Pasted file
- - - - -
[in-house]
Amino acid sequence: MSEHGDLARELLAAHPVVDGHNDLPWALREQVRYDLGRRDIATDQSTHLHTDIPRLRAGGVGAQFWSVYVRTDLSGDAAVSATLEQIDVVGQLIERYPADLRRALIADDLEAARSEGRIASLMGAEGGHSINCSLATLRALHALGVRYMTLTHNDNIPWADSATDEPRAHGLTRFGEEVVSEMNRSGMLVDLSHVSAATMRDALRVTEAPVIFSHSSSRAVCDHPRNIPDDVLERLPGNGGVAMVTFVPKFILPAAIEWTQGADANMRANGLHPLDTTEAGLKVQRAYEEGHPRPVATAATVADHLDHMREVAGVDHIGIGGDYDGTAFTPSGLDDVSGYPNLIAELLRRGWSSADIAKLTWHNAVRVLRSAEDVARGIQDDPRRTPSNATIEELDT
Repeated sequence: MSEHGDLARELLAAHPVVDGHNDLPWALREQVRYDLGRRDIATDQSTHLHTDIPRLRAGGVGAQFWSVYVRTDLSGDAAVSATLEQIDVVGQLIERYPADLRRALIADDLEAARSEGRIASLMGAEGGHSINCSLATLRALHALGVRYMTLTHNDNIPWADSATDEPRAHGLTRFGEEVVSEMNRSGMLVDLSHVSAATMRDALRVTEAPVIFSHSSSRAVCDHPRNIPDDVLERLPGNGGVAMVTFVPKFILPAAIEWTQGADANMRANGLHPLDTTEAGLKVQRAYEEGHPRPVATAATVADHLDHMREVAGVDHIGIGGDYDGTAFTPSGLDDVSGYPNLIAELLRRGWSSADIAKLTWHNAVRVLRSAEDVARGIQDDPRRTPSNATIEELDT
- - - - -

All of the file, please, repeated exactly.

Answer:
[in-house]
Amino acid sequence: MSEHGDLARELLAAHPVVDGHNDLPWALREQVRYDLGRRDIATDQSTHLHTDIPRLRAGGVGAQFWSVYVRTDLSGDAAVSATLEQIDVVGQLIERYPADLRRALIADDLEAARSEGRIASLMGAEGGHSINCSLATLRALHALGVRYMTLTHNDNIPWADSATDEPRAHGLTRFGEEVVSEMNRSGMLVDLSHVSAATMRDALRVTEAPVIFSHSSSRAVCDHPRNIPDDVLERLPGNGGVAMVTFVPKFILPAAIEWTQGADANMRANGLHPLDTTEAGLKVQRAYEEGHPRPVATAATVADHLDHMREVAGVDHIGIGGDYDGTAFTPSGLDDVSGYPNLIAELLRRGWSSADIAKLTWHNAVRVLRSAEDVARGIQDDPRRTPSNATIEELDT
Repeated sequence: MSEHGDLARELLAAHPVVDGHNDLPWALREQVRYDLGRRDIATDQSTHLHTDIPRLRAGGVGAQFWSVYVRTDLSGDAAVSATLEQIDVVGQLIERYPADLRRALIADDLEAARSEGRIASLMGAEGGHSINCSLATLRALHALGVRYMTLTHNDNIPWADSATDEPRAHGLTRFGEEVVSEMNRSGMLVDLSHVSAATMRDALRVTEAPVIFSHSSSRAVCDHPRNIPDDVLERLPGNGGVAMVTFVPKFILPAAIEWTQGADANMRANGLHPLDTTEAGLKVQRAYEEGHPRPVATAATVADHLDHMREVAGVDHIGIGGDYDGTAFTPSGLDDVSGYPNLIAELLRRGWSSADIAKLTWHNAVRVLRSAEDVARGIQDDPRRTPSNATIEELDT